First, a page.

Payne: Oh, yeah. Absolutely. Our art department was, on my instructions, big on that. The nicest thing was at Creighton Prep, they have a lot of felt banners with inspirational slogans, and rather than reproduce them, Prep was good enough to ship them up to Toronto for me.

W-H: That’s nice. They got them back in one piece, as far as you know?

Payne: As far as I know. I didn’t get absolute confirmation, but I haven’t heard any complaints.

W-H: I’d heard something about you moving back to Omaha a little bit more permanently and maybe working on a restaurant?

Payne: Yeah, I have to promote “Downsizing” based in L.A. for a few months. And then my wife and child and I will move to Omaha. I own a home there. I will be back in Omaha for the foreseeable future. I miss it. I don’t really want to have a small child and a mother in different cities. And it’s true I do own the building where King Fong used to be housed. And I’ll keep it vague, but my interest in buying the building was to make sure that Omaha has a King Fong restaurant in some form for the next 1,000 years.

W-H: Speaking of Omaha, this was the first movie you’d shot here since “About Schmidt,” right?

Payne: Yeah. (In “Nebraska”), the closest I came was Lincoln and Hooper, but nothing in Omaha.

W-H: For Matt Damon’s character in this movie, he could have been from a lot of places. What made you want to make him from Omaha? What made you want to come back and shoot here again?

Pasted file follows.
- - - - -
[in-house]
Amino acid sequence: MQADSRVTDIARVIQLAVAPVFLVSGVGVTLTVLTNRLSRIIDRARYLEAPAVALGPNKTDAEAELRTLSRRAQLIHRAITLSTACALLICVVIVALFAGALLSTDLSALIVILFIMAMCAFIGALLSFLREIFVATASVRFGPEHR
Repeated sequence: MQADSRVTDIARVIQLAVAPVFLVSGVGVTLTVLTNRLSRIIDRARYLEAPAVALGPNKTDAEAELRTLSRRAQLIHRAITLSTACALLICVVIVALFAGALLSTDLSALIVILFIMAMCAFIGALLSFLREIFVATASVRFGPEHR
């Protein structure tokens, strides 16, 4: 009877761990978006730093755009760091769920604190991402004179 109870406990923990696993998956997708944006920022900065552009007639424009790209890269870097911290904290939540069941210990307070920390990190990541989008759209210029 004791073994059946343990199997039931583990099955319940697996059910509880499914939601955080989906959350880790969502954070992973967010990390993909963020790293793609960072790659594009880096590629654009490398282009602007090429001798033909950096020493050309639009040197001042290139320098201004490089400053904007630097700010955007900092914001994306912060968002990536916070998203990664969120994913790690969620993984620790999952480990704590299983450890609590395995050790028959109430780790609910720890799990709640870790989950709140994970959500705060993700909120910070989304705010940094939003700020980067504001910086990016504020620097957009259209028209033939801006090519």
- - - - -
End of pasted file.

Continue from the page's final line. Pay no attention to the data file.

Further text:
Payne: Well, as you said, I hadn’t shot here since “About Schmidt,” and it was high time. It’s just what I default to in order to help anchor the movie in some kind of recognizable reality. For me, at least, I like to start in Omaha. And also since the movie has something of a sweeping, almost road trip structure, I thought it would be interesting to start it in Omaha and let it expand from there.

W-H: Sorry, jumping around, but while we’re talking about Omaha, you probably haven’t got to see much of the Dundee Theater lately. Have you seen what’s been going on over the last few months?

Payne: Yeah, on The World-Herald website. I’ve seen little videos and photos. I toured it in September.

W-H: Yeah, I think Film Streams has moved in.

Payne: It’s so exciting. It’s really a dream come true.

The nonprofit Film Streams owns both the Ruth Sokolof Theater and now the newly restored Dundee Theater, which opens to the public Dec. 1. Payne is a member of the Film Streams board.

W-H: I was wondering if you could give me a sense of what it was like to live in the Dundee neighborhood and go see movies at the Dundee Theater as a kid.

Payne: Well, growing up, it was my neighborhood theater. I was there all the time. My earliest movie theater memories are from the Dundee. They used to have monster movies on Saturday mornings with giveaways for kids and entertainment and clowns and things like that. I would be at the Dundee a lot. The Dundee was my neighborhood place, and that’s where I had my earliest memories. I was 3 years old, 4 years old in 1965 when “The Sound of Music” played there for (many) months, and I think I saw it at least four times. Kids like to see the same things over and over again, and since it was right there in the neighborhood, I kept clamoring to see “The Sound of Music” again.